EBENEZER HUBBARD 1783-1858
From Proceedings, Page 1873-238:
REV. EBENEZER HUBBARD, MIDDLETON. Unitarian, 1821.
REV. EBENEZER HUBBARD died near Nashville, Tenn., 2 September, 1858, aged 74. He was son of Rev. Ebenezer (II.C. 1777) and Abigail (Glover) Hubbard, and was born in Marblehead, Mass., 12 November, 1783. His father was born in Concord, Mass., 22 May, 1758, was ordained at Marblehead, 1 January, 1783, and died December 15, 1800, aged 42. His mother was daughter of Col. Jonathan Glover, of Marblehead. Mr. Hubbard was fitted for college at the public classical school or academy in Marblehead. After leaving' college he studied divinity with Rev. Timothy Flint, of Lunenburg, Mass. (H.C. 1800), who married his sister Abigail. He was ordained pastor of the Second Church in Newbury, Mass., 11 May, 1809. This pastoral relation was dissolved 16 October, 1810; and he was installed over the church in Middleton, Mass., Nov. 27, 1816; resigned his charge 29 April, 1828; was installed at Lunenburg 10 December, 1828. He was always a Trinitarian, as he declared, and, as he called himself, a moderate Calvinist; but was very liberal in his feelings towards Unitarians, and would not infrequently exchange with clergymen of that denomination. In consequence of this a most unrighteous attempt was made, by some of the more rigid Orthodox, to prevent his settlement at Lunenburg, by circulating reports injurious to his moral character. They did not, however, succeed in their plot.
The following extract from an article in the Christian Examiner, for March, 1831, gives a history of this affair: —
"Rev. Mr. Hubbard, a minister of acknowledged Orthodox sentiments, and late pastor of the church in Middleton, was invited to a resettlement in Lunenburg. It was generally known to his ministerial brethren that he was in the practice of exchanging with Unitarians. This circumstance alone induced some Orthodox preachers, in the vicinity of Lunenburg, to make great exertions to prevent his installation. They went to Andover, and earnestly solicited from the Orthodox ministers, in the neighborhood of Middleton, some information derogatory to the character of Mr. Hubbard. False and slanderous reports were invented by an individual in Middleton, and communicated to an Orthodox minister in Danvers, and conveyed by him to the principal agent in this unrighteous work. Rev. Mr. Payson, of Leominster, having obtained the desired misrepresentations, went into Lunenburg, communicated them to an influential family, and requested them to put them in circulation, and conceal the name of the informer. He affirmed that Mr. Hubbard was a bad man, brought up his children to swear, and would prove a curse to the society if they retained him as their pastor. Such reports threw the parish into consternation, and reached the ears of the pastor-elect. He proceeded immediately to the source of the evil, and eventually dragged to light the individuals concerned. By the terrors of the civil law he compelled them to confess their wickedness and agency in the base understanding."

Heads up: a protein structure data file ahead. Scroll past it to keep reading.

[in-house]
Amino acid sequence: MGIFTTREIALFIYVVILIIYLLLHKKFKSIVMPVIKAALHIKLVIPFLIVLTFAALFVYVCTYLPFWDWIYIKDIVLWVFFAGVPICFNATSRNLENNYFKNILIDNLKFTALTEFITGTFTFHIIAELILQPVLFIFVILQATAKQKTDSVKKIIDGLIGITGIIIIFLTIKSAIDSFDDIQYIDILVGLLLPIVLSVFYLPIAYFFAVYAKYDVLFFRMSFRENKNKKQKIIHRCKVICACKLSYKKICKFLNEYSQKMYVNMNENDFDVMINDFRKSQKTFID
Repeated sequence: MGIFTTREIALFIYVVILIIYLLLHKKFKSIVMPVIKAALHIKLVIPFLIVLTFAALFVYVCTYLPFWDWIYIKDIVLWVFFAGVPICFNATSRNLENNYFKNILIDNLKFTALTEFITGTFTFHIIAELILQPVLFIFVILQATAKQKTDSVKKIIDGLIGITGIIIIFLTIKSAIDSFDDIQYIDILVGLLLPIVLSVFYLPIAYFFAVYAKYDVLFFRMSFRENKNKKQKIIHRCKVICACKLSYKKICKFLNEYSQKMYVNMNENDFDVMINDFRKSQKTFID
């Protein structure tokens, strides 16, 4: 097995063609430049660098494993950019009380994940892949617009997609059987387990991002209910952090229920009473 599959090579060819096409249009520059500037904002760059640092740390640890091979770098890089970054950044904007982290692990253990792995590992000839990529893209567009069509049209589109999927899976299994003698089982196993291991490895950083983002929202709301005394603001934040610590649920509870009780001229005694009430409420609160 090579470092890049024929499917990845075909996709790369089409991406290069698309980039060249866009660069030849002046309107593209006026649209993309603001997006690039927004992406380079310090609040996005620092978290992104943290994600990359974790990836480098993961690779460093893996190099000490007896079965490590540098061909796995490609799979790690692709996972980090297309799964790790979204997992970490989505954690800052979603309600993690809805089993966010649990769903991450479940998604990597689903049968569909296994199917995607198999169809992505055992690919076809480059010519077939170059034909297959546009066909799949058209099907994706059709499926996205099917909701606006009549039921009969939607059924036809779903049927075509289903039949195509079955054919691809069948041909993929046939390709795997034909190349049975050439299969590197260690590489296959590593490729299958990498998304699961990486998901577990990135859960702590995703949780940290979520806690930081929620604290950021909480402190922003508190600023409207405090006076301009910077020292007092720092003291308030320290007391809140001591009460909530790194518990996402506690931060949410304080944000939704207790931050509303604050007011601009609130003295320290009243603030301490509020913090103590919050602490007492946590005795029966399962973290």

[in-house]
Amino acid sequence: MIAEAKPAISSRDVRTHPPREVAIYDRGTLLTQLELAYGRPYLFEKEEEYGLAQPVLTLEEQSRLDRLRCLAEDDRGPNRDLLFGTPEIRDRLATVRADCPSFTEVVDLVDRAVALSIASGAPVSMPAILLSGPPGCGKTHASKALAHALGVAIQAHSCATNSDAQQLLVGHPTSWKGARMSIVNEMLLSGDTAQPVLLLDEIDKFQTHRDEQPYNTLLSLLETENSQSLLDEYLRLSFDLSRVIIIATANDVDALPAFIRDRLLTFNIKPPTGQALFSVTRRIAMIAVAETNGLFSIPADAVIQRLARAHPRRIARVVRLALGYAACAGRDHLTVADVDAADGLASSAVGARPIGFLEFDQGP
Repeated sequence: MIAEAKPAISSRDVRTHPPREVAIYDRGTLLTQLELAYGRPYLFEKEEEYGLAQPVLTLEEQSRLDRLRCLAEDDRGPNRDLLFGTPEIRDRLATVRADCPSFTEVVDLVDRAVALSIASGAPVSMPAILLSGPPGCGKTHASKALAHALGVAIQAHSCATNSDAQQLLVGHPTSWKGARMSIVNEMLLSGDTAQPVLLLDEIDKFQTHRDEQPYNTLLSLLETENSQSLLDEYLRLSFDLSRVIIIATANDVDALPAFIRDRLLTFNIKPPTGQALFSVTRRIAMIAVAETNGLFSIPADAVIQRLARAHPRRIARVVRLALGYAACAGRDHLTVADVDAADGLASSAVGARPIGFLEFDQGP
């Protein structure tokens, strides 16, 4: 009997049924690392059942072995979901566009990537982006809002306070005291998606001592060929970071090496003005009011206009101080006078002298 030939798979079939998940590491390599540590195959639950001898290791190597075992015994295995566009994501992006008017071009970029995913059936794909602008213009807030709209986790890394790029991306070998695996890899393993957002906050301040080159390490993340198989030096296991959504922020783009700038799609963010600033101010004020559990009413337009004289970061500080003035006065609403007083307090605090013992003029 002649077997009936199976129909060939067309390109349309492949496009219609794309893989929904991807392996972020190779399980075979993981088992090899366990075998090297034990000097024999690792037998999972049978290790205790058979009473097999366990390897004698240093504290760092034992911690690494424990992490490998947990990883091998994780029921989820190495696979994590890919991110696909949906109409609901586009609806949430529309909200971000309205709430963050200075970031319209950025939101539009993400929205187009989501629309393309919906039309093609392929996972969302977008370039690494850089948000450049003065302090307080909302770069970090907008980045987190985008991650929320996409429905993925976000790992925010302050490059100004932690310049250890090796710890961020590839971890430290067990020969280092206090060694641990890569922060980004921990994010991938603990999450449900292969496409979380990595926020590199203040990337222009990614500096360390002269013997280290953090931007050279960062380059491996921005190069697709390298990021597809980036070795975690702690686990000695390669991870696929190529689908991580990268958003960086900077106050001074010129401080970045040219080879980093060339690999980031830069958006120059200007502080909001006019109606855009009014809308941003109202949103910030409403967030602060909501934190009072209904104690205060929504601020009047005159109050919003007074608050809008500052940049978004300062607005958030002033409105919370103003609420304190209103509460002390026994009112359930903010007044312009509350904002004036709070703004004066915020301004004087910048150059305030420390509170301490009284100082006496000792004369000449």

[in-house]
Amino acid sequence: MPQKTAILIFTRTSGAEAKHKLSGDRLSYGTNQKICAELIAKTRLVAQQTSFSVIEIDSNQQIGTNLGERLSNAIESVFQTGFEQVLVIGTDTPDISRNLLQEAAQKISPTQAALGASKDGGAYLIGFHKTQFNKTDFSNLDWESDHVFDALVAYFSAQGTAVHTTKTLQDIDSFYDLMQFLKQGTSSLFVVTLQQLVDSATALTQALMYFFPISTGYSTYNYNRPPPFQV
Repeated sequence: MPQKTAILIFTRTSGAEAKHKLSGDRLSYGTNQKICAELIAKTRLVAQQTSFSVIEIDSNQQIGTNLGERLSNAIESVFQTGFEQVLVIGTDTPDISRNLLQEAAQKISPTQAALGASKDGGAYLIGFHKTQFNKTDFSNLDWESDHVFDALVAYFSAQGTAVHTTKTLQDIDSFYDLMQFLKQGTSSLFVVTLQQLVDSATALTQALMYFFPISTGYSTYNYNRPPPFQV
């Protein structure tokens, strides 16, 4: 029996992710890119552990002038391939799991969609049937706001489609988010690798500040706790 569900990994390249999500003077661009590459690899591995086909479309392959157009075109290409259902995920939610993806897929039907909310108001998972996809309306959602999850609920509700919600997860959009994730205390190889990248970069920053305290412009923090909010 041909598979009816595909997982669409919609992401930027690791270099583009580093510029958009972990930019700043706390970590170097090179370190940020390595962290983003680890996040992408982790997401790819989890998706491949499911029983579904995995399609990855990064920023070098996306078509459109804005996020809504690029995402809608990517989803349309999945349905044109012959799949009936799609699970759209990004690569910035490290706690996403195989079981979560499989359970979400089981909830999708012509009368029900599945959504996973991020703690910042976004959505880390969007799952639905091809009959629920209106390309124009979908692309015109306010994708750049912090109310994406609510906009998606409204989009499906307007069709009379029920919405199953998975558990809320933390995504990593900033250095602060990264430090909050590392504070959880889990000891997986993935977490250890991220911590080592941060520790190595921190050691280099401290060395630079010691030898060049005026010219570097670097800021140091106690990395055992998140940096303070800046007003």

Mr. Hubbard continued pastor of the church in Lunenburg until 20 November, 1833, when his connection with the society was dissolved. He studied medicine, but never practised regularly, except, perhaps, in Boxford, or, rather, in Lunenburg, while he was pastor there. In June, 1838, he removed to the West, and taught school for a while in Trenton, Tenn.; and afterwards in Paris, Tenn. In 1843 or 1844 he removed to Fulton County, Ky., and settled on a farm in Hickman, which a son, dying, left him, and which he called Clergyman's Retreat. For some years he pursued the farming business, overseeing it, and attending to his gardens; while in his leisure hours he read books and wrote sermons, preaching sometimes, but having no charge. He liked the investigation of literary and scientific subjects. He gradually, for three or four years before his death, became irritable and maniacal under a disease of the brain (probably softening), until, in the spring of 1858, his mind was completely gone, so that he did not know his own wife and children; and, becoming very furious, his sons took him, in June, 1858, to the State asylum for the insane, six miles out of Nashville, Tenn., — a fine institution, where he died, not having had, during his stay there, one lucid moment.
Mr. Hubbard married, 10 June, 1808, Charlotte, daughter of Major Joseph Swazey, of Ipswich, Mass. They had nine children, six sons and three daughters, of whom three sons and two daughters are living. His wife died 30 October, 1858, in the seventy-fifth year of her age, having survived her husband not quite two months. The remains of Mr. Hubbard were conveyed to Hickman, and deposited in the family cemetery, with his wife's, at " Clergyman's Retreat," owned by his son Charles.
— Necrology of Alumni of Harvard College. By Joseph Palmer.